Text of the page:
Ensuring a great quality of life for Texas' elderly

America’s obsession with youth may be enduring but youth itself, as most of us discover at some point, is fleeting. Aging gracefully and with dignity warrants greater consideration as our population continues to live longer, yet not without the complications that almost inevitably accompany our elderly years. It is incumbent upon society and certainly government programs that aid low income seniors to make and honor a commitment to our older Americans’ well-being.

Medicaid, the state funded health care program for the poor, is supposed to serve as a safety net that pays for certain health care services. Three fourths of the elderly requiring skilled nursing care in Texas nursing homes are Medicaid beneficiaries. Yet for decades in Texas, a jagged tear in the safety net has been allowed to expand over time, and now, by the state’s own numbers, the Medicaid rate for nursing home care is underfunded by $343 million. That means what the state pays for Medicaid beneficiaries in nursing homes is roughly six dollars an hour. That $6/hour is supposed to cover skilled nursing care provided to patients struggling with complex conditions that threaten their mobility, threaten their health, and certainly their quality of life.

I’m certain I don’t need to point this out, but I will: Six dollars an hour does not cover the cost of providing skilled nursing care to Texas’ seniors.

The most recent population data indicates that 3.2 million Texans are currently over the age of 65 – a number that is expected to grow to 7.5 million by 2040. Similarly, the percentage of people ages 85 and older is expected to double over the same span.

Texas is not prepared on a number of levels to keep the promise to our aging Texans. We need to change that.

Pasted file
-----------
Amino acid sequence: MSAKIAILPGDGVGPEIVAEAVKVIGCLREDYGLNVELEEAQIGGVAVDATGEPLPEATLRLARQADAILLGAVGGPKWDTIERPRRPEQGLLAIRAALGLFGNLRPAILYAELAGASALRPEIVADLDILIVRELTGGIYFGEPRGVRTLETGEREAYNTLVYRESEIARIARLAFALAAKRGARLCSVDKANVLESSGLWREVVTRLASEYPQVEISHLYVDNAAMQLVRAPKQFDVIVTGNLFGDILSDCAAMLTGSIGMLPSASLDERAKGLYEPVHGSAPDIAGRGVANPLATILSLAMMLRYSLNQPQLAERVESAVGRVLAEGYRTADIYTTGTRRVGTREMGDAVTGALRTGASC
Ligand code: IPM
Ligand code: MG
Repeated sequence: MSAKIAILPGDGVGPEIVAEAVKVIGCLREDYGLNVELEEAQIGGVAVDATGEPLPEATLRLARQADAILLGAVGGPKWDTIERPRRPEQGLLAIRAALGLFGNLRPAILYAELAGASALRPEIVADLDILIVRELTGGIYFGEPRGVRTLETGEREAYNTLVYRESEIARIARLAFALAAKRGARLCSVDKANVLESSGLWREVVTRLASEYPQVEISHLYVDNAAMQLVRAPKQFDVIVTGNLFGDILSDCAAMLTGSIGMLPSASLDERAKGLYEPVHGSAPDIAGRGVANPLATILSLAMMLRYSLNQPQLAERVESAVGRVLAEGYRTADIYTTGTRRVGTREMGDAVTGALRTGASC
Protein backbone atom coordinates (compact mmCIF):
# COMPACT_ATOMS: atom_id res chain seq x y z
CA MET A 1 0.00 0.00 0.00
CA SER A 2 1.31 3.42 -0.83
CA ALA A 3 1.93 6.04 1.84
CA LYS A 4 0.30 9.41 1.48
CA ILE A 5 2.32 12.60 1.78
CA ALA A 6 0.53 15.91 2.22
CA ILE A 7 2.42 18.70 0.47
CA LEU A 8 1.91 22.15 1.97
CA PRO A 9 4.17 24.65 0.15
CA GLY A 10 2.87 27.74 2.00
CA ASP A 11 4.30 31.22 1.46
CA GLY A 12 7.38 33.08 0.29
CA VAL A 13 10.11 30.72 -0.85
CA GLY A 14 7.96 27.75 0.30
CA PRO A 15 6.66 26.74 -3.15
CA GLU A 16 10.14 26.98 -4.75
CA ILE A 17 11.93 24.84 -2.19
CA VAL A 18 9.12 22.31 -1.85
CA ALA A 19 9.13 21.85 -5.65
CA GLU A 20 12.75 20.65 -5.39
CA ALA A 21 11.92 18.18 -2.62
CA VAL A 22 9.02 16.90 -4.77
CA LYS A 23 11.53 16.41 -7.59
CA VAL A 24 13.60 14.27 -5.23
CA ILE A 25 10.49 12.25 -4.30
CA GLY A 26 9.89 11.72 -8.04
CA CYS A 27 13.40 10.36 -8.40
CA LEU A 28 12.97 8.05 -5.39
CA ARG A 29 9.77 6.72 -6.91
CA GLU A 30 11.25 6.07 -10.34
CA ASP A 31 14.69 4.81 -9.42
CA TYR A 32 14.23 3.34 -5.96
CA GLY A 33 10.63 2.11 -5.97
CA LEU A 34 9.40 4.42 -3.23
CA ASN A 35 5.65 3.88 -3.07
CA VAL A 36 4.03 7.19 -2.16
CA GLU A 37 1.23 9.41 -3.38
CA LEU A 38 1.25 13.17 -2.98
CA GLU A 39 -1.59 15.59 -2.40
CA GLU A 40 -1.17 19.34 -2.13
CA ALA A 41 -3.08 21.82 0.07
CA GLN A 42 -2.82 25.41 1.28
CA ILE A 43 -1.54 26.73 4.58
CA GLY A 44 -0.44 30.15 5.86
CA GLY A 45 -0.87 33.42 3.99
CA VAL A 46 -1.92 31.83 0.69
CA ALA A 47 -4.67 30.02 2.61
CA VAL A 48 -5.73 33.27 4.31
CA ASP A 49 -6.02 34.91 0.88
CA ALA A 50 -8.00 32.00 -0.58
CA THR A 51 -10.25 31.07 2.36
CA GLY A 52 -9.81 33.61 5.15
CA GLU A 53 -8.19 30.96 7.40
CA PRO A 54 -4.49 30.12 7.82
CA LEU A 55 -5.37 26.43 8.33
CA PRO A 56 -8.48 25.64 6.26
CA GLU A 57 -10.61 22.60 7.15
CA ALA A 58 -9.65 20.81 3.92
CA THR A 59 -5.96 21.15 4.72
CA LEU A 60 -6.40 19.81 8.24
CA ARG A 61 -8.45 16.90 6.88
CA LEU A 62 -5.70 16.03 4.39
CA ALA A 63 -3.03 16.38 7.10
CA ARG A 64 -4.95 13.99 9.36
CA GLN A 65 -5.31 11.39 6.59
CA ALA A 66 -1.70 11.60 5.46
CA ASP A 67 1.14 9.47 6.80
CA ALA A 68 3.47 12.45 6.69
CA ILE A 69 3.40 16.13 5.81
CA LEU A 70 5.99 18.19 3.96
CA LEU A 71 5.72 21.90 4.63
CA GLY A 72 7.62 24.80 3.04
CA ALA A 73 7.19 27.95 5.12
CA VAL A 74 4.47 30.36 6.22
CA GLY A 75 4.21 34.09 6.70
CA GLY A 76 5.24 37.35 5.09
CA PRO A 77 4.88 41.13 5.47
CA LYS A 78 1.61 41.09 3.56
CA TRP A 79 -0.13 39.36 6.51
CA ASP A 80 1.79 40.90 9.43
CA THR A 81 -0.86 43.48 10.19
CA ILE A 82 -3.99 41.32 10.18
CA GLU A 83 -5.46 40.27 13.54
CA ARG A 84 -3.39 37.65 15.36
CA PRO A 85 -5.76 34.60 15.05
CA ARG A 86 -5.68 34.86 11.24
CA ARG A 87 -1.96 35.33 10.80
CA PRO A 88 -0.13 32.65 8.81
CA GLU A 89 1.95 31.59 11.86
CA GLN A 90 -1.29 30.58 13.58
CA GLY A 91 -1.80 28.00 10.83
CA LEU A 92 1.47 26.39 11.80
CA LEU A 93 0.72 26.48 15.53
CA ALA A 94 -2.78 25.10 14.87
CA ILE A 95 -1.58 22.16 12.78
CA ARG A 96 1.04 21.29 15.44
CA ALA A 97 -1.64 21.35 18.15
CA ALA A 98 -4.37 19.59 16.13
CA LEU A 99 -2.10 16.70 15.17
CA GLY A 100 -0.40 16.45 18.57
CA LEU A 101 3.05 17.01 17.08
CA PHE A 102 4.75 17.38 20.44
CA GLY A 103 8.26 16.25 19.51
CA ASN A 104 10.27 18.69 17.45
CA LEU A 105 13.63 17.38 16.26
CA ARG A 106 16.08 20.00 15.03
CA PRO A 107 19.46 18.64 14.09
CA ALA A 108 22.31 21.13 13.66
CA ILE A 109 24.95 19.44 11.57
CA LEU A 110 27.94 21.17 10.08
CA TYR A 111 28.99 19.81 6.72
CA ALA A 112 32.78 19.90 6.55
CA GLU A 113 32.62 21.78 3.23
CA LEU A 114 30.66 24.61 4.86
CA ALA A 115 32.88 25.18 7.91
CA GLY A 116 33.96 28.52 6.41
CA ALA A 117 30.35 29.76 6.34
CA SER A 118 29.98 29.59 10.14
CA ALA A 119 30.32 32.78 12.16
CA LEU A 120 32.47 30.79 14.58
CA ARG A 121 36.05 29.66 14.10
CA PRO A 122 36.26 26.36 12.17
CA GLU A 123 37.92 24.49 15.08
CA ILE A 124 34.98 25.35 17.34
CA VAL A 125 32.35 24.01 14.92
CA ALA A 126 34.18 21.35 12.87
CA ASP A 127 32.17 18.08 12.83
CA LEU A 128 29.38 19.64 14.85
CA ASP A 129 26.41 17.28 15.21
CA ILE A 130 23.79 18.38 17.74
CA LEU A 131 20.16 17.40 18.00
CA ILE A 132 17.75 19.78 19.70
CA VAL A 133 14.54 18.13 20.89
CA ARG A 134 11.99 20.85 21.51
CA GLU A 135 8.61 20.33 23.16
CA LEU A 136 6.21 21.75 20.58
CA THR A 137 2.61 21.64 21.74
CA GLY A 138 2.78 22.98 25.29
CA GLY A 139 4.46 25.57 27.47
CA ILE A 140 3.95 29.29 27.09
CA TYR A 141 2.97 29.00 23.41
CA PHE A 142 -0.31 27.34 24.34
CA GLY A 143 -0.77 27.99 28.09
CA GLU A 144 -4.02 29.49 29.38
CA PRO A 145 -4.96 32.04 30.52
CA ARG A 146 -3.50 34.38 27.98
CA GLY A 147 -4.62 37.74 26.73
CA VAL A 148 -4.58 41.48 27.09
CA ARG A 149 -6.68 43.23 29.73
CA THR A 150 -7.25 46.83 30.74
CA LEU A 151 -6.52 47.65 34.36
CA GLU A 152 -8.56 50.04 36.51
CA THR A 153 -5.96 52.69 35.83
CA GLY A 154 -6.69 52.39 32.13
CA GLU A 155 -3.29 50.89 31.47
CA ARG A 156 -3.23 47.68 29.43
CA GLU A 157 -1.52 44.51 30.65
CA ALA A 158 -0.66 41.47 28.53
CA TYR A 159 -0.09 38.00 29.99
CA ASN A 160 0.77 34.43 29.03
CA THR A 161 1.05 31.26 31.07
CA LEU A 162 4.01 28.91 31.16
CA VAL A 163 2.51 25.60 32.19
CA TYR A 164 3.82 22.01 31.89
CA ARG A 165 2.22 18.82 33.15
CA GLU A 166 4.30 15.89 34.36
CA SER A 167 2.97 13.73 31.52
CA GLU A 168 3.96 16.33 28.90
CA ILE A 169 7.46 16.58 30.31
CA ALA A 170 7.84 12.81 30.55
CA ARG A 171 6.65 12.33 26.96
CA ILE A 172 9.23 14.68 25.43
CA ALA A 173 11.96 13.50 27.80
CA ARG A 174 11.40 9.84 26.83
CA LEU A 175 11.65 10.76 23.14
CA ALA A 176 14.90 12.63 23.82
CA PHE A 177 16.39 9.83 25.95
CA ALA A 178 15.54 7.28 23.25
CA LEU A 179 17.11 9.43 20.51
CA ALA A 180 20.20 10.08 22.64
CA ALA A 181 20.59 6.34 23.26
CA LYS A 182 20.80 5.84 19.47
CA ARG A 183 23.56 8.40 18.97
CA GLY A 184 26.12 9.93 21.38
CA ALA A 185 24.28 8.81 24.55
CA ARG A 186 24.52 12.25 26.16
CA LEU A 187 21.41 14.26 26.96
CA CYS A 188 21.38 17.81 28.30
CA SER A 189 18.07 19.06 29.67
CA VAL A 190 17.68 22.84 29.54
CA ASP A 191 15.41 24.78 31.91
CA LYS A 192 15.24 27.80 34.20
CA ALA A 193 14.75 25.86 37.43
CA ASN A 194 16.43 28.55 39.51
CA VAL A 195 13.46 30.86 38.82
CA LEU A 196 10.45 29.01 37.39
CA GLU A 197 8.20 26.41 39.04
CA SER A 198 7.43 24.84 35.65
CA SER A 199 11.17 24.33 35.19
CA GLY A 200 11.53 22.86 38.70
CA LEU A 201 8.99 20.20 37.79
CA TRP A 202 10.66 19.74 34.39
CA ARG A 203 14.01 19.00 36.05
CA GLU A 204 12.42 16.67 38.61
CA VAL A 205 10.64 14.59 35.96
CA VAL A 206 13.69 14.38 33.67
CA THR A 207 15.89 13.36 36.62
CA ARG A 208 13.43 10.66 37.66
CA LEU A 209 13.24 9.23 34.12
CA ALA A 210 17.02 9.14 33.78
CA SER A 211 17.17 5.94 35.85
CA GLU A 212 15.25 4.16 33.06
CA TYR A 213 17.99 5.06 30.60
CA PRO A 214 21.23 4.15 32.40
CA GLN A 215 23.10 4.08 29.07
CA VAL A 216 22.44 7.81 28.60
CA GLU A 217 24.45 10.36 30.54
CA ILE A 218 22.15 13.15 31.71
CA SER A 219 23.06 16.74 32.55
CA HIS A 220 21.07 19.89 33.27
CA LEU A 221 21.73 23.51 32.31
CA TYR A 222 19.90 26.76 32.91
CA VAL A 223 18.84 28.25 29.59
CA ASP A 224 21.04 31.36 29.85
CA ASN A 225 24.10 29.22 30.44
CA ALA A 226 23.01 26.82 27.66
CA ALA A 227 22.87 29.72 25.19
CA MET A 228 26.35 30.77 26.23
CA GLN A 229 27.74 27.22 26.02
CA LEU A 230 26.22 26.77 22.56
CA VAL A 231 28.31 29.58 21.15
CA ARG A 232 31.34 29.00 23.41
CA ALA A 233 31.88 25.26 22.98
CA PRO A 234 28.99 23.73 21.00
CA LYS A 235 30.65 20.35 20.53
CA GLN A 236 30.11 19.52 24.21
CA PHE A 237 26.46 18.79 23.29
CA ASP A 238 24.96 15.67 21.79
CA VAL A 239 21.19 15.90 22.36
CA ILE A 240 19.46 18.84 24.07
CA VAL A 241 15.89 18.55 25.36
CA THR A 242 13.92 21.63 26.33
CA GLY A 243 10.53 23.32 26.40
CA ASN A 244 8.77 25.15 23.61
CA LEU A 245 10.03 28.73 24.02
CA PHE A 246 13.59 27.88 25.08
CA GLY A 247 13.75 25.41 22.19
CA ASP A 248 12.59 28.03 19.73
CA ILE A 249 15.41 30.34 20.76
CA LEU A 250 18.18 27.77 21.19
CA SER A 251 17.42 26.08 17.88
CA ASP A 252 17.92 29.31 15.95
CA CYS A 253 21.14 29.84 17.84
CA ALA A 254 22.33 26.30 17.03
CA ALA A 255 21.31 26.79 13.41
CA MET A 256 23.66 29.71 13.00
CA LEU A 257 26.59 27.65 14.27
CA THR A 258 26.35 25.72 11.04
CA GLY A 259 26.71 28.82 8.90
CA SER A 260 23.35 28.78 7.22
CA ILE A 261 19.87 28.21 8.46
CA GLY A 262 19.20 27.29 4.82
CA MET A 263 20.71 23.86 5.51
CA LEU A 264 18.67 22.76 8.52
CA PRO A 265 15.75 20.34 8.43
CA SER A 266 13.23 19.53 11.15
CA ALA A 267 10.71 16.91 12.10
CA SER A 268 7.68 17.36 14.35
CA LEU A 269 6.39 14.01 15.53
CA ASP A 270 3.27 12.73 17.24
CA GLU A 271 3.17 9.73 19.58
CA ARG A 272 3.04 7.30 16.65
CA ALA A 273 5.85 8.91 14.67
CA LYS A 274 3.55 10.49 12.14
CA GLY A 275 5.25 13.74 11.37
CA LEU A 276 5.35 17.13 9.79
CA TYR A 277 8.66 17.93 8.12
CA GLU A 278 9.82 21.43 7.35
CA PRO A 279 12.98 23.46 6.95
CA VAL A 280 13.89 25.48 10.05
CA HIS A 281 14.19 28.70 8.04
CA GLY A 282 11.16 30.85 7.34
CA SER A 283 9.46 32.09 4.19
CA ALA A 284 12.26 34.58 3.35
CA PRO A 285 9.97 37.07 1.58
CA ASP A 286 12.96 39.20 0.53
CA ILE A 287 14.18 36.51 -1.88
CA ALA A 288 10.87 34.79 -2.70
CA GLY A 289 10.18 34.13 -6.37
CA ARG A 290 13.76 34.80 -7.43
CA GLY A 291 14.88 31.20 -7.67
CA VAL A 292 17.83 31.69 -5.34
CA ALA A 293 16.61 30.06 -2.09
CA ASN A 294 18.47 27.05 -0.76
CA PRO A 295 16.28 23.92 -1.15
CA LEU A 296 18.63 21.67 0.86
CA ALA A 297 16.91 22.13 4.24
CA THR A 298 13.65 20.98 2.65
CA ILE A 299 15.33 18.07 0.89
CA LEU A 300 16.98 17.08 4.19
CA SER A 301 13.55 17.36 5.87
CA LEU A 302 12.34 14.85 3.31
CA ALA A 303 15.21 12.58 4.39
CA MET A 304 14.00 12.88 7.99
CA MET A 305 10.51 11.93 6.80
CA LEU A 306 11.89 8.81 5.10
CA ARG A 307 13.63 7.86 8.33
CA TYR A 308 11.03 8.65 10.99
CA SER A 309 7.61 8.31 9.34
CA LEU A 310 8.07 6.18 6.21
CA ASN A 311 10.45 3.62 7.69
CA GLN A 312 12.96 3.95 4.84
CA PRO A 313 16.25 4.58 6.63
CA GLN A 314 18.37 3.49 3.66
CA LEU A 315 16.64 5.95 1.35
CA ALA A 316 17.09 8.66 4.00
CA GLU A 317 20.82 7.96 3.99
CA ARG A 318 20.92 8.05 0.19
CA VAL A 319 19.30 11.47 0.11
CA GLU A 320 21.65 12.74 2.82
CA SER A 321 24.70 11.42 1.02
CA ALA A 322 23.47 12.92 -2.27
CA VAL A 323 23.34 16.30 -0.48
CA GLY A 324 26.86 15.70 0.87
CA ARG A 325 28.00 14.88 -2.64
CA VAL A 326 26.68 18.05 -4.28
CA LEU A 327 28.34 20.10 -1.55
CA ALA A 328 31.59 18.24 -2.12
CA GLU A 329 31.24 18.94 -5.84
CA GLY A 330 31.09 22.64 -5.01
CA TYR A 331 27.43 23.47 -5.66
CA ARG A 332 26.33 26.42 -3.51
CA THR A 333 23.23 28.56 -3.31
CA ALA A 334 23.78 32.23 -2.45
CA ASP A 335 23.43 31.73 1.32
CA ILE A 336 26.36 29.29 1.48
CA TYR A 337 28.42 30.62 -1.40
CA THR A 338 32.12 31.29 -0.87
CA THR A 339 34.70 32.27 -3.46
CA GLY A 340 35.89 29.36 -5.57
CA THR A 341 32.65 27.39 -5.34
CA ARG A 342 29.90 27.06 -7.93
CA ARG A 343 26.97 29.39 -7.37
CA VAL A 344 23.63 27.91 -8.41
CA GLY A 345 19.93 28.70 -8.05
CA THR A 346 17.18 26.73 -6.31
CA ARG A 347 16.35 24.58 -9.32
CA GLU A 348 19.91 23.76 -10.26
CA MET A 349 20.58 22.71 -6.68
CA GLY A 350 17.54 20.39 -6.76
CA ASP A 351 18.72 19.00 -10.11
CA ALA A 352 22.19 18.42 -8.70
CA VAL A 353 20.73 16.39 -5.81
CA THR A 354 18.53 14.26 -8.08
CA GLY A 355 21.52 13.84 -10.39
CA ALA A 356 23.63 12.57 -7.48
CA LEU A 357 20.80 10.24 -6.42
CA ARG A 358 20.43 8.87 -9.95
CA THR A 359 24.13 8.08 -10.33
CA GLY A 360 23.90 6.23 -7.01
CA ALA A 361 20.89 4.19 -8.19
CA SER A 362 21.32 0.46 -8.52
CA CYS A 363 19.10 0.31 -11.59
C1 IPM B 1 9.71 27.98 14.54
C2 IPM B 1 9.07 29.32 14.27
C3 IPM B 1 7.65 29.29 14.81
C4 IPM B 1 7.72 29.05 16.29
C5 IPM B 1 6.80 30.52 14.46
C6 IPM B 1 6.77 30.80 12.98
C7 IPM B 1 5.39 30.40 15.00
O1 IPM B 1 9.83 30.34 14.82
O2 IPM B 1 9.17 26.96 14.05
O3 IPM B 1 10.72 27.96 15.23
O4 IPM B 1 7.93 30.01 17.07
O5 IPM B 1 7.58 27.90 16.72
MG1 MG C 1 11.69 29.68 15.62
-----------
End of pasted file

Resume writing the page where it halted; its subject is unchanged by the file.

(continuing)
My geriatric practice oversees the care of elderly patients in fourteen skilled nursing facilities in the Austin area. I’ve been an Attending Physician and Medical Director for nine years now and have witnessed an evolution in skilled nursing care. My group of physicians, nurse practitioners and other clinicians is responsible for developing plans of care for nursing home residents and coordinating with on-site staff, off-site consultants, allied health professionals, the residents themselves, and their family members.

Geriatric care in long term care is both practical and sophisticated and efforts underway by nursing home providers to consistently make quality improvements that enhance health outcomes and quality of life for patients is truly impressive. Providing care to elderly patients is challenging and complex as aging bodies become more fragile and susceptible to disease and for many, the mind’s functions begin to diminish as well.

Long term care is all about personal care for the patient – it is, and must be individualized, and encompasses caring for the whole person --mind, body, and spirit. Personal care requires attention, consistency and compassion, all which cannot be delivered by state-of-the-art equipment or instruments, but rather by people. There is no MRI or specialized surgery or “Mercedes Benz” wheelchair that can or will ever take away the need to have good, caring, people working in long term care.

Long term care is a “people” profession. Nursing home providers must invest in their workforce and herein lies a tremendous challenge.

Everywhere I go in the greater Austin area, I see a growing city. There is an influx of new Austonians. We have a booming economy and thriving business sectors. Healthcare is one of the top five sectors driving the economic engine in the state capital. Opportunity is everywhere. Why then is it that nursing facilities in Austin struggle to find and retain nurse aides and nurses? In the fourteen facilities my group serves, there are over thirty Certified Nurse Aide (CNA) positions open and over ten unfilled nursing positions – that I know of. One of the main reasons is that nursing facilities cannot offer competitive wages, generous benefits and the promise of bonuses to reward excellent work performance at Medicaid’s reimbursement of $6/hour. It just doesn’t compute.

This is a problem now. Imagine what the future holds.

State budget conferees in both the House of Representatives and the Senate are meeting now to determine what programs are funded in the next budget. A fully funded Medicaid rate for skilled nursing care is necessary to elevate the quality of care for the elderly. Lawmakers must make eldercare a priority, and give those of us meeting the health care needs of our seniors the resources to ensure they and all of us can age gracefully and with dignity.

Liam Fry, MD, Texas Health Care Association

Dr. Liam Fry is president of Austin Geriatric Specialists, PA in Austin, Texas.

@TXHCA

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